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Old 06-05-2011, 08:12 PM   #1
onipar
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May 2011
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Today was my second ever brew day. The first time we brewed, I didn't know about the whole chilling the wort thing, and ended up going through a big ordeal trying to chill the entire batch in the fermenting bucket.

So today, we were ready. Had a nice ice bath ready, had my super-cold water on tap.

About 15 minutes into the ice bath, I checked the temp, and whoa, no way! It was down to 70 degrees.

I start pouring in my super cold water (to top off to 5 gallons) and realize, oh crap, I'm going to drop the temp too low. Quick adjustments and we hit a nice 70 degree pitching temp.

Our second ever brew day went swimmingly, with a little help from our *first* homebrew.

Anyone ever over-chill their wort?

 
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Old 06-05-2011, 08:16 PM   #2
mrduna01
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I've never had an over chilling problem but it would have no effect on the wort. Simply letting it sit till it got back to 65 or so and then pitching would be no problem.

 
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Old 06-05-2011, 08:16 PM   #3
mrduna01
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Congrats on the second brew btw!

 
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Old 06-05-2011, 08:20 PM   #4
onipar
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Quote:
Originally Posted by mrduna01 View Post
Congrats on the second brew btw!
Thank you, sir. It was a nut brown extract kit with specialty grains and hops by the way.

With all the worry over chilling the wort quick enough, I never considered I might chill too much.

 
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Old 06-06-2011, 09:48 AM   #5
diS
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I tested my IC w/ice bath for 1st time during yesterdays brewing, and I was stunned with results.

With 62F tap water, wort chilled to 100 degrees in about 10 mins, after that I siphon ice water trough IC (hose, two batches, little salt and gravity).
I was about to prepare carboy, re-hydrated yeast and other, it took me ~10 mins to do that, when I measured wort temperature again- it was 66F!!

Luckily, yeast was at 70F and I hope that wont stress him too much..

 
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Old 06-06-2011, 01:47 PM   #6
Yooper
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In my opinion, it's always better to pitch cooler! If you can pitch at 60-62 degrees, that is ideal for most ales. 70 degrees is too warm for most ale yeast strains. That's at the upper fermentation range for many of the strains, and once fermentation starts it even gets warmer. I like to ferment most of my ales at 62-66 degrees. Remember that an active fermentation can be up to 10 degrees warmer than room temperature, so cooler is better to start with.
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Old 06-06-2011, 01:56 PM   #7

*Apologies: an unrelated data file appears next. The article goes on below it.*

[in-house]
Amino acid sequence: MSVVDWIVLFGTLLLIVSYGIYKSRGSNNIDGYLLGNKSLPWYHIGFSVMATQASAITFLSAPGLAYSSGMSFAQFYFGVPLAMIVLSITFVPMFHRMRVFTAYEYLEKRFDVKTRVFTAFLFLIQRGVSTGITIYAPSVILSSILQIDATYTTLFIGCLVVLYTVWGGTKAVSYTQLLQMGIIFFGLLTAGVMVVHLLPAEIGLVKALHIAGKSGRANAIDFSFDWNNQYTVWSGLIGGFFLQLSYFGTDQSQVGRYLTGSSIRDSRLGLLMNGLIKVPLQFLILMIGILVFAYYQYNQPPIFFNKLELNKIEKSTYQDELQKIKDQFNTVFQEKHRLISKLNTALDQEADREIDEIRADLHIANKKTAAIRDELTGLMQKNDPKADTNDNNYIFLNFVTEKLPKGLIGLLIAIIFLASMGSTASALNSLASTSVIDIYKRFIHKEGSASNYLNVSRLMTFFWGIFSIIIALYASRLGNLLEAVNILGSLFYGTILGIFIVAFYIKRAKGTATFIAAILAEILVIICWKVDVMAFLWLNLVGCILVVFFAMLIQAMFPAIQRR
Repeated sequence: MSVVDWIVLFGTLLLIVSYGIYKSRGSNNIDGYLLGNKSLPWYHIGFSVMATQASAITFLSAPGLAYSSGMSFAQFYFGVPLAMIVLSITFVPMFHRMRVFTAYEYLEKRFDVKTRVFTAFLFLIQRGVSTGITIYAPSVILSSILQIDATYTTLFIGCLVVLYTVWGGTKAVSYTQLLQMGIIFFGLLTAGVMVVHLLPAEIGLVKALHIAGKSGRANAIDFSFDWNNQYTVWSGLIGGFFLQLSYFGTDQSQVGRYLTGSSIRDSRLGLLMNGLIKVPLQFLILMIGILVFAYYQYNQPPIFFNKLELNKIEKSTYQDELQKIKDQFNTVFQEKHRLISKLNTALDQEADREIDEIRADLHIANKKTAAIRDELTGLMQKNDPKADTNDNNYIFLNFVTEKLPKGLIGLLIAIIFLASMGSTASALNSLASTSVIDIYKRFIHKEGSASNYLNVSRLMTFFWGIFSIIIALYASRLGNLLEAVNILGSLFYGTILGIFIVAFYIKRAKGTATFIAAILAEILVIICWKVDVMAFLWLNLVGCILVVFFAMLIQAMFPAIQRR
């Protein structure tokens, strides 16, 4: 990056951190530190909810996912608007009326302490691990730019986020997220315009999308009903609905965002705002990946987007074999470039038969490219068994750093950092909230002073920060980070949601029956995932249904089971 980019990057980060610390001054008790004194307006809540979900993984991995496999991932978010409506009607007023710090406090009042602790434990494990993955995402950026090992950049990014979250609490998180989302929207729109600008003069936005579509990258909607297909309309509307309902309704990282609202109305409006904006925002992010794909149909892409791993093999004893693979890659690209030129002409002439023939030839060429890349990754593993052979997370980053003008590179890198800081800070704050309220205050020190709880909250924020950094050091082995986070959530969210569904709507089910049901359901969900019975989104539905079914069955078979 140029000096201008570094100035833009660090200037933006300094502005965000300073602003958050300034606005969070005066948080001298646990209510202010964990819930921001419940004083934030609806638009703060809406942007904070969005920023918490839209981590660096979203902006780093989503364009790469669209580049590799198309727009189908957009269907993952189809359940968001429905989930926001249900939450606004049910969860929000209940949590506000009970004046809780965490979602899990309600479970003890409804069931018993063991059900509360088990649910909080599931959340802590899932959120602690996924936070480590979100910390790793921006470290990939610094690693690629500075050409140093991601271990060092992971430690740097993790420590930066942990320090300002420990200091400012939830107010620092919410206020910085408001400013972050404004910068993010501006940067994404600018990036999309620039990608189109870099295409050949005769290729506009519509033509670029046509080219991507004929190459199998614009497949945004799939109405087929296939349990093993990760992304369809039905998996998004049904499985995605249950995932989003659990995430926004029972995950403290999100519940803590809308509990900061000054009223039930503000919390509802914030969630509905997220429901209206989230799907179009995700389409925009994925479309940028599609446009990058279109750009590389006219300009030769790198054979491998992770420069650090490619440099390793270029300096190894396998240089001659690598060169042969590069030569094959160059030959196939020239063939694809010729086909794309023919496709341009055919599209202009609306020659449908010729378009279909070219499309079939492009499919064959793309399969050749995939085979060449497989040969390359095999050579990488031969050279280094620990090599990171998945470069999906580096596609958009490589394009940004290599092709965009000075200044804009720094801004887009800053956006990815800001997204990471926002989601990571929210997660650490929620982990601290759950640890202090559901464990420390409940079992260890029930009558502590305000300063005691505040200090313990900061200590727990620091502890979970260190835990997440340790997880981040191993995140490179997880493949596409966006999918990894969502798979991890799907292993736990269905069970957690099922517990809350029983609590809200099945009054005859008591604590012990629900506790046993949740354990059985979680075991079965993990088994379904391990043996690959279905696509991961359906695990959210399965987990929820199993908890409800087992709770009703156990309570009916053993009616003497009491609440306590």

onipar
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Thanks for the tip Yooper.

Yup, my strain is best between 65-72 degrees. It's been quite chilly here, (down to 55-60 degrees at night), so I was pretty sure that once I pitched the temp would slowly drop. Before I went to sleep last night my adhesive strip was already down to 66 degrees.

I just hope the weather stays cool, otherwise I might have to do the swamp cooler thing.

 
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Old 06-06-2011, 02:03 PM   #8
mrduna01
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Quote:
Originally Posted by onipar
Thanks for the tip Yooper.

Yup, my strain is best between 65-72 degrees. It's been quite chilly here, (down to 55-60 degrees at night), so I was pretty sure that once I pitched the temp would slowly drop. Before I went to sleep last night my adhesive strip was already down to 66 degrees.

I just hope the weather stays cool, otherwise I might have to do the swamp cooler thing.
I've had good success with simply keeping my fermenter in a tub of water in the spare shower that we don't use which luckily is the coldest room in the house. I add one two liter of ice on the second day and replace it each day for about 4 days and after that it's fine without ice. Very simple and little to no hassle. Keeps it right at 65 to 68.

 
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Old 06-06-2011, 03:43 PM   #9
onipar
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Quote:
Originally Posted by mrduna01 View Post
I've had good success with simply keeping my fermenter in a tub of water in the spare shower that we don't use which luckily is the coldest room in the house. I add one two liter of ice on the second day and replace it each day for about 4 days and after that it's fine without ice. Very simple and little to no hassle. Keeps it right at 65 to 68.
Right on. I'll eventually do the swamp cooler. There's bound to be a heat wave during fermentation sometime this summer (knock on wood).

My garage has a concrete floor that stays nice and cool. I put my bucket on that and it works nice. Actually, this spring I even had the temp drop a little too much, down to 56.

When I checked this morning I still had 66 on the strip. If it starts inching up from there, I'll probably pop it in the swamp cooler. I have a dozen frozen bottles of water ready at the go.

 
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